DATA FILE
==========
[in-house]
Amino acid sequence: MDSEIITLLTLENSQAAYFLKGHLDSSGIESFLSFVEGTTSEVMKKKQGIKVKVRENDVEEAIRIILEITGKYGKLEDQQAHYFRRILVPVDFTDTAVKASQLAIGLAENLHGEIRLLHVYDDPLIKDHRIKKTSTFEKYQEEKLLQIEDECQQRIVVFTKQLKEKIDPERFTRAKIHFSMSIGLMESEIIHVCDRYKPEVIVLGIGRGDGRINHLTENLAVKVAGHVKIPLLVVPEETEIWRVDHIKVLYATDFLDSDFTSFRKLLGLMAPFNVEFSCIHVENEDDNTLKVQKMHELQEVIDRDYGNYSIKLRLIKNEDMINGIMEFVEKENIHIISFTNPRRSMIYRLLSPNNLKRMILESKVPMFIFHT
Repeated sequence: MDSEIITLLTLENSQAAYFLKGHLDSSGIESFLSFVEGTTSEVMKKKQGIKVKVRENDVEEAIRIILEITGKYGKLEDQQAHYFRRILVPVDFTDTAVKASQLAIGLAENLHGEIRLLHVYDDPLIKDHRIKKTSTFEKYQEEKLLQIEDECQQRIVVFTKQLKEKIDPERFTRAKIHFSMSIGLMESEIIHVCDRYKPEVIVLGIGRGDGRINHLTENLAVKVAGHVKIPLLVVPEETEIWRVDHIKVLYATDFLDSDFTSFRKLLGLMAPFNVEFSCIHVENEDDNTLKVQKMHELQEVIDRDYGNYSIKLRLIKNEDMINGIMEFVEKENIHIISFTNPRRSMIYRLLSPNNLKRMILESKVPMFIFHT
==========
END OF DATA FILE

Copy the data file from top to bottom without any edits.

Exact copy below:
[in-house]
Amino acid sequence: MDSEIITLLTLENSQAAYFLKGHLDSSGIESFLSFVEGTTSEVMKKKQGIKVKVRENDVEEAIRIILEITGKYGKLEDQQAHYFRRILVPVDFTDTAVKASQLAIGLAENLHGEIRLLHVYDDPLIKDHRIKKTSTFEKYQEEKLLQIEDECQQRIVVFTKQLKEKIDPERFTRAKIHFSMSIGLMESEIIHVCDRYKPEVIVLGIGRGDGRINHLTENLAVKVAGHVKIPLLVVPEETEIWRVDHIKVLYATDFLDSDFTSFRKLLGLMAPFNVEFSCIHVENEDDNTLKVQKMHELQEVIDRDYGNYSIKLRLIKNEDMINGIMEFVEKENIHIISFTNPRRSMIYRLLSPNNLKRMILESKVPMFIFHT
Repeated sequence: MDSEIITLLTLENSQAAYFLKGHLDSSGIESFLSFVEGTTSEVMKKKQGIKVKVRENDVEEAIRIILEITGKYGKLEDQQAHYFRRILVPVDFTDTAVKASQLAIGLAENLHGEIRLLHVYDDPLIKDHRIKKTSTFEKYQEEKLLQIEDECQQRIVVFTKQLKEKIDPERFTRAKIHFSMSIGLMESEIIHVCDRYKPEVIVLGIGRGDGRINHLTENLAVKVAGHVKIPLLVVPEETEIWRVDHIKVLYATDFLDSDFTSFRKLLGLMAPFNVEFSCIHVENEDDNTLKVQKMHELQEVIDRDYGNYSIKLRLIKNEDMINGIMEFVEKENIHIISFTNPRRSMIYRLLSPNNLKRMILESKVPMFIFHT